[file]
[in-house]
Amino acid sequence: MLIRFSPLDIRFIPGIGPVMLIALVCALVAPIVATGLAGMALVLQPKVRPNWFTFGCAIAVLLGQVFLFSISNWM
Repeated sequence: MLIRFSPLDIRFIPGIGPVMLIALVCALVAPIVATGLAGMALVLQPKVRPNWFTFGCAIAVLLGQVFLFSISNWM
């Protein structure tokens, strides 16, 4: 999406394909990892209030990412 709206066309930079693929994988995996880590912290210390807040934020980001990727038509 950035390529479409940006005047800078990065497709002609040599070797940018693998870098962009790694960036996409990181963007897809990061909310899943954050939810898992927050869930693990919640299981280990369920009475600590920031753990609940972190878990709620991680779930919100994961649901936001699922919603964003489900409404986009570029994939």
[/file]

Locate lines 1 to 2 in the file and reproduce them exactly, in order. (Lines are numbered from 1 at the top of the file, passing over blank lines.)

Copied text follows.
[in-house]
Amino acid sequence: MLIRFSPLDIRFIPGIGPVMLIALVCALVAPIVATGLAGMALVLQPKVRPNWFTFGCAIAVLLGQVFLFSISNWM